Well, I will be honest — these last two weeks are the first two weeks in a couple of months that I have actually stuck to a training schedule. Between moving, buying a car, and just life in general, running took a backseat. Which is never a good thing, because running is what makes me feel the most sane. When I lose my ability to get lost, I lose my ability to think clearly.
Somehow, though, I muddled through a few very big changes without my Asics and ten minute miles. A couple of weeks ago, when I was finally ready, I put my sneakers on again and attempted a three mile run. It was brutal, to say the least. I was reminded of why I try to never let myself get that out of shape — because the building up of something broken is always painful. I’m not just talking about the actual soreness of muscles, but the embarrassment of huffing and puffing at mile one again. No one else in the world notices how much it bothers me when I lose some of my strength. But I notice it, acutely, each time I have to stop to catch my breath. It is not something that should bother me (running is, after all, about not giving up), but it still does.
Either way, I had to kick myself in gear in the past couple of weeks, because I am committed to running a half marathon in Las Vegas in less than a month. I did this last year and had a blast, and I am lucky that my boyfriend is crazy enough to do it with me this time. It will be his first half (shout out to him!) and my third, although I am admittedly not terribly prepared.
But then I remembered that last year at this time, I had just been informed that I have plantar fasciitis and my podiatrist strongly recommended that I don’t run the race. But I already had my plane ticket and race fever in my bones, so I took my own recommendation and did it anyway. And I did not PR. I walked a lot. I didn’t care, though, because I was running with my best friend on the Las Vegas strip at night, and God doesn’t give you many nights like that.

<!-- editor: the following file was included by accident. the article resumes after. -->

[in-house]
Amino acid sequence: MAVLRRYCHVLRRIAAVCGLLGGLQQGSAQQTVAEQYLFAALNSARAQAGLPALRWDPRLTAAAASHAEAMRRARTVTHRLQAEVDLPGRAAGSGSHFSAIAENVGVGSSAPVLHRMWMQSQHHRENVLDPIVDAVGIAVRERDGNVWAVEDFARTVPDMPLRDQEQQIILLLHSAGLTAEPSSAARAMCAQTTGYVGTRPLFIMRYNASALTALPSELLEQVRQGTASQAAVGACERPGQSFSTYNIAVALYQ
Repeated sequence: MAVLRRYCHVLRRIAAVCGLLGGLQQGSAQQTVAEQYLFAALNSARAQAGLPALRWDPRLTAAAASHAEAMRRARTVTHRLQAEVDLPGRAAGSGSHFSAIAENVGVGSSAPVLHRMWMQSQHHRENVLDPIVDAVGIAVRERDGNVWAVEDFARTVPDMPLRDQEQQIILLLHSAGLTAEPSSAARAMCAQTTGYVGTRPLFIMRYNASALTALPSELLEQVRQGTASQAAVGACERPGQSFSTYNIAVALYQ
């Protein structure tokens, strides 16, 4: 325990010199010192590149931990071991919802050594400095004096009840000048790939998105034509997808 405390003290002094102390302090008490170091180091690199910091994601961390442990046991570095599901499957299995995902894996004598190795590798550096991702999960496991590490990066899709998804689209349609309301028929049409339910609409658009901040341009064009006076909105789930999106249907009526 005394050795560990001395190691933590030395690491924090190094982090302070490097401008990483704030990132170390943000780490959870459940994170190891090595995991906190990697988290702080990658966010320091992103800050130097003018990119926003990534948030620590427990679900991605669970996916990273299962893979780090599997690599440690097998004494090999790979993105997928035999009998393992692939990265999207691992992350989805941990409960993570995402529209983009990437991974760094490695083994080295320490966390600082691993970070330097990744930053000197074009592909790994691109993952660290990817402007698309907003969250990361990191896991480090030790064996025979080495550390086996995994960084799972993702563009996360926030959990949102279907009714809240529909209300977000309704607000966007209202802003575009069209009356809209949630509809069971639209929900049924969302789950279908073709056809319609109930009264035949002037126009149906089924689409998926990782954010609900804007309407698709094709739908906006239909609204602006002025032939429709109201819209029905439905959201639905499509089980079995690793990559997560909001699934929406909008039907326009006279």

This year, I will be running with (or behind…) my boyfriend. I have less than one month to stop being so out of breath, otherwise I am going to be walking 13.1 instead of running. Which would be fine, in the grand scheme of things. But I am a runner, and therefore I am stubborn, and I want to feel like I ran for the medal. Also the beer and bananas.
So I guess I’m writing this blog post to motivate myself.
I want to be able to run 10 miles before taking on this challenge. There. I said it. You should hold me to it. 😉
In the past, I have never trained past 10 miles for a half marathon. Once you reach that number you’ve gone way too far to stop with only three miles left. Three point one. Which, ironically, is pretty much the distance I can run right now with stopping.
But I do know how to train. So train I will. The other day I finished my run and felt like my body had more. I took the last hill by storm and remembered that one of the big reasons running is the closest thing to freedom is that you feel so much. You feel the breaking down of muscle, and the straining of lungs, and the bitterness of cold air. And you decide if you want to keep going. You decide if you want to stop halfway. Determination breeds continuation. And continuation breeds transformation.
I continued up the hill. And then I rolled my foot on the damn frozen water bottle and broke out the Icy Hot and the K-tape for my calves and decided that I was starting to be a runner again. I was starting to recover again. I am starting, perhaps, to be me again.